At midnight, Jimmy Fallon will be taking up the Tonight Show torch, welcoming his first guest and new audience. His time slot will be even earlier in coming weeks, following the conclusion of the Winter Olympics, at 11:35 p.m. Eastern, compared to his slot on Late Night at 12:37. “I’m really gonna miss being on the TV at 12:37,” said Fallon in his last show before the move, adding that he will “especially miss the battle for late night ratings with my fierce rivals Craig Ferguson and a veggie chopper infomercial.”
Fallon is taking over for Jay Leno, who’s leaving the show for good this time after a couple of false alarms over the past few years. The departure is a friendly one this time around, though, with Fallon warmly congratulated by his predecessor. The two have been friends for years, and Leno shrugged off the pressure and stress of Fallon’s new position. “The people that make the best hosts are the ones who’ve actually had contact with an audience, like Jimmy. A lot of guys have come from radio or something and they do these things and they don’t have that, they don’t make that connection,” said Leno in an interview with KSDK.
Fallon joked that he’d spoken with Seinfeld recently, who had asked him if the Tonight Show job was one that he really wanted. “He goes: ‘You sure you want this? You do this ’til you die. This is a pope job,” said Fallon, jokingly. Apparently he does want it, telling KSDK: ”It doesn’t get bigger than the Tonight Show. This is the job of your lifetime.”
For Leno at least, his career won’t end with the show: He’s already scheduled an extensive stand-up tour. However, that didn’t make the last episode any less tearful. “I’m the luckiest guy in the world. I got to meet presidents, astronauts, movie stars. It’s just been incredible. I got to work with lighting people who made me look better than I really am. … and I’m really excited for Jimmy Fallon. You know, it’s fun to kind of be the old guy and sit back here and see where the next generation takes this great institution,” said Leno, hosting his last episode after 22 years with the Tonight Show.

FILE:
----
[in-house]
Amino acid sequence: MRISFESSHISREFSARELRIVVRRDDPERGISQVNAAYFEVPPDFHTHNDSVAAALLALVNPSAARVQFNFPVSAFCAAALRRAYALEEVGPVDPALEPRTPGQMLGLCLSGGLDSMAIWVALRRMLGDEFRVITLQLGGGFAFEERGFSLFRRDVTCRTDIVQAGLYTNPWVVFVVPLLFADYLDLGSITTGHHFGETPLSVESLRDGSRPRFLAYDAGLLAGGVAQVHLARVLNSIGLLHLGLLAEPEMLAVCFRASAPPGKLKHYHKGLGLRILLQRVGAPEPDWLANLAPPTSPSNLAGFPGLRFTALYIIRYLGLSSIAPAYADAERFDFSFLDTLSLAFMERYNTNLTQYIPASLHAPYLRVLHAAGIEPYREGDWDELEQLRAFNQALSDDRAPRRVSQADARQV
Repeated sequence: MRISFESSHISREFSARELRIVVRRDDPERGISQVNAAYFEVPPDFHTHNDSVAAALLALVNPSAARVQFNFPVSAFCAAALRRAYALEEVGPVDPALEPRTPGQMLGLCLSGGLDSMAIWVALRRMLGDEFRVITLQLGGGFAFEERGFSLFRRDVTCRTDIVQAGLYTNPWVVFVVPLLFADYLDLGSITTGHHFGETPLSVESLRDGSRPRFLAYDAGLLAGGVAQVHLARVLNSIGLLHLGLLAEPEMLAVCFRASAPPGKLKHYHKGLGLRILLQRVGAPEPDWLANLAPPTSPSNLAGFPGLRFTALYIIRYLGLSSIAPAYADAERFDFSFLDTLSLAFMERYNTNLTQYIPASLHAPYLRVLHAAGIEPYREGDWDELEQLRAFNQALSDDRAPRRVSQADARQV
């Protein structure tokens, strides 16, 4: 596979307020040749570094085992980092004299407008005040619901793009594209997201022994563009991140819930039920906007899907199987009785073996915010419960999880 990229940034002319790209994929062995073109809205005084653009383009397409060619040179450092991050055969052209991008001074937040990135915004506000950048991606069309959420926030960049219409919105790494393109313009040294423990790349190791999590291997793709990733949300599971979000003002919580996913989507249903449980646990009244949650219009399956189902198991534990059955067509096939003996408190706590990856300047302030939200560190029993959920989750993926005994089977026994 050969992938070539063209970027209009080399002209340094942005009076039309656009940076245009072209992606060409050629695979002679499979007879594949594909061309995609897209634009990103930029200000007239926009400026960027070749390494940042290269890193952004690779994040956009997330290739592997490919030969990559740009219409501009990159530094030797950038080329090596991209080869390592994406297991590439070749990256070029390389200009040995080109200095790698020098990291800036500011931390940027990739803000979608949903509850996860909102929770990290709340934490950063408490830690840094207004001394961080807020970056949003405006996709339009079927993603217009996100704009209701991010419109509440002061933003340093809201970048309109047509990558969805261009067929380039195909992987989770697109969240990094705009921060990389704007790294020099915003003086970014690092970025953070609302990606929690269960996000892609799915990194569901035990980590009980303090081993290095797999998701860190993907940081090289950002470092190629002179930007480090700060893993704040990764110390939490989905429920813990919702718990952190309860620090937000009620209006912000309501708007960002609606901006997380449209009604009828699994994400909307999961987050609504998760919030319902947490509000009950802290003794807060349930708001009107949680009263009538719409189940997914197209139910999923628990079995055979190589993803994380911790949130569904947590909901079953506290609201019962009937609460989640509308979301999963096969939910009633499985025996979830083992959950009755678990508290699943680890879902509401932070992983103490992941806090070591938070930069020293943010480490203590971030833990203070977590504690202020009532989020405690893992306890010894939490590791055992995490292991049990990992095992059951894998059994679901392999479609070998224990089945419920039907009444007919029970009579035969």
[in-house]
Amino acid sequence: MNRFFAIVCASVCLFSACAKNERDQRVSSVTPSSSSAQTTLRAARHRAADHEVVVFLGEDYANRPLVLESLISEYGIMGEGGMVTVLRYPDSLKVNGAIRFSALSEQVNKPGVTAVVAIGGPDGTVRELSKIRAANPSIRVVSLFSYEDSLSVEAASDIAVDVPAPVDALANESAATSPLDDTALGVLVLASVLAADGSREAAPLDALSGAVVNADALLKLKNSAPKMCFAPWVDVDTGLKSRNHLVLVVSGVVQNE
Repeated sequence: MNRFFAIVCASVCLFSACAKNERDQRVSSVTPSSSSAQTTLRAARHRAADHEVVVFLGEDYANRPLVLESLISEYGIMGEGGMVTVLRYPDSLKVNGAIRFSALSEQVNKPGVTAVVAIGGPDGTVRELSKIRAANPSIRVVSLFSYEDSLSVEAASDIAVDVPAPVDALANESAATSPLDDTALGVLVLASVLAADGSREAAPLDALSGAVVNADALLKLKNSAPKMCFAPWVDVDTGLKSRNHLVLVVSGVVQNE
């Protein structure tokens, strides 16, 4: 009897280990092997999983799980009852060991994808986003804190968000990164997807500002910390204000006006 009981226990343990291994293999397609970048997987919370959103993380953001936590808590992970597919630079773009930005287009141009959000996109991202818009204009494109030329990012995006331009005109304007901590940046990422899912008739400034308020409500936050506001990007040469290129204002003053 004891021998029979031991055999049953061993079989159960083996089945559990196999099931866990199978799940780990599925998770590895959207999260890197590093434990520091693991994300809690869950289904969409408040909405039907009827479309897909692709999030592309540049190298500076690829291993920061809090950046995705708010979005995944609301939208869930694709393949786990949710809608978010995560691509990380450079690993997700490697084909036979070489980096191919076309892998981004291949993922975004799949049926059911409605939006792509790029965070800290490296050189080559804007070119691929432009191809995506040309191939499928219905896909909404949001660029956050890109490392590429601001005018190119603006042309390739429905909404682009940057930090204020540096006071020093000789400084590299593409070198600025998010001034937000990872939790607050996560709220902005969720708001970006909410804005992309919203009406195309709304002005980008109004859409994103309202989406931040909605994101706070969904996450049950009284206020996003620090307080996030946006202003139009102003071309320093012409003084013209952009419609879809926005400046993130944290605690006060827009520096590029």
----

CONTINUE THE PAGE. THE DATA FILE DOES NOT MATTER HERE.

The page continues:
As for the future of the Tonight Show, Fallon has some plans. “Steve Allen was the first guy to sit in a plate of ice cream and pretend he’s a banana split and get chocolate syrup all over him and roll around, because that’s what it should be. Everyone works too hard, and we’re the first thing after your local news. You watch us and you get a good laugh, and you go to bed with a smile on your face. And that’s our job,” said Fallon. The cherry on top of his new hosting gig could well be the new set he’ll be working from, located in the 30 Rock studio where the Tonight Show began its career. “The set is gorgeous,” Fallon told KSDK. “It’s a work of art. It’s beautiful. It’s classy. It’s glamorous. Everything that New York City is.”